What is the future of Syria?

Discussion in 'World Events' started by Saint, Oct 31, 2016.

  1. Saint Valued Senior Member

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    What is the future of Syria?
    Can it be rebuilt back to previous glory?
    Can the children go to school to learn peacefully?
    Can the people no longer starve?
     
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  3. Yazata Valued Senior Member

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    What future?

    The three alternatives at the moment are 1. victory by Assad (and his Russian and Iranian backers), 2, victory by the rebels (whatever that means) and 3. endless anarchy and war.

    1. Assad is a brutal thug. But... rule by thuggish dictators does bring stability in the Middle East, and Syria really needs an end to its incessant warfare. Assad has the positives of being reasonably secular and supportive of religious minorities. (He is one himself.) But the civil war has created so much hatred that the rebels will never accept his victory and there will probably be at least a low level insurgency indefinitely even if he "wins" and drives the resistance underground.

    2. Victory by the rebels raises the question: Which rebels? The largest and most powerful of the rebel groups are all hard-line Islamist. One of them is Jabhat Fatah al Sham, formerly al Quaida's Syrian affiliate. Ahrar al Sham, and the Army of Islam are two of the others and they are all fighting to impose Shariah on Syria and to drive all all non-Sunnis from the country. We hear about "moderate rebels", but it's unclear how many of these actually exist or how "moderate" they really are. Sad to say, I'm doubtful if there are any secular modernist rebels in Syria any longer. (So much for the hugely over-hyped 'Arab Spring'.) And even if there were some 'moderates', what would ensure that they ended up on top? If the rebels do succeed in driving out Assad (to exile in Moscow perhaps) they are divided into many competing factions and would immediately be fighting among themselves for control of the Damascus government and the country. So getting rid of Assad won't end the war and it will probably just usher in something much worse than he is.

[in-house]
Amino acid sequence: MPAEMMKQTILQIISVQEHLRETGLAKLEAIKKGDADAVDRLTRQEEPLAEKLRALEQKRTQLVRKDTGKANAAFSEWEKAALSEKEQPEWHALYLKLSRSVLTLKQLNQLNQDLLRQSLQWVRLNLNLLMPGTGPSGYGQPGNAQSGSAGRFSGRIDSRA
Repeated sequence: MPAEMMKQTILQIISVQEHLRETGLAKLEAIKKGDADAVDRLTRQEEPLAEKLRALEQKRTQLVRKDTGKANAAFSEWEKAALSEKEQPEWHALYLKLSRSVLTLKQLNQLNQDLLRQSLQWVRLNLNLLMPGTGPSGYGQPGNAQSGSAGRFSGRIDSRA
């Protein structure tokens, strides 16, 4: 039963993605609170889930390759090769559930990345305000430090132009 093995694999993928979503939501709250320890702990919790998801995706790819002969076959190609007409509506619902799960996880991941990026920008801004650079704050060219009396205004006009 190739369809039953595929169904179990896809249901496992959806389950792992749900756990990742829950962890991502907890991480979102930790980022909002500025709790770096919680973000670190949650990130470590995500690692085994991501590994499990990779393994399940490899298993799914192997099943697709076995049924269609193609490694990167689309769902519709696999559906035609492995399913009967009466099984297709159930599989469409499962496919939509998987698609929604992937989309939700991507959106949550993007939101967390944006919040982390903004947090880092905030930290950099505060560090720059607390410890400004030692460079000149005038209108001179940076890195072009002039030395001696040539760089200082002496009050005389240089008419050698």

3. Indefinite fighting is probably the most likely alternative at the moment. It's unclear whether Assad has the ability to defeat the rebels or that the rebels have the ability to defeat Assad. Even if 1. or 2. came to pass, fighting would probably continue.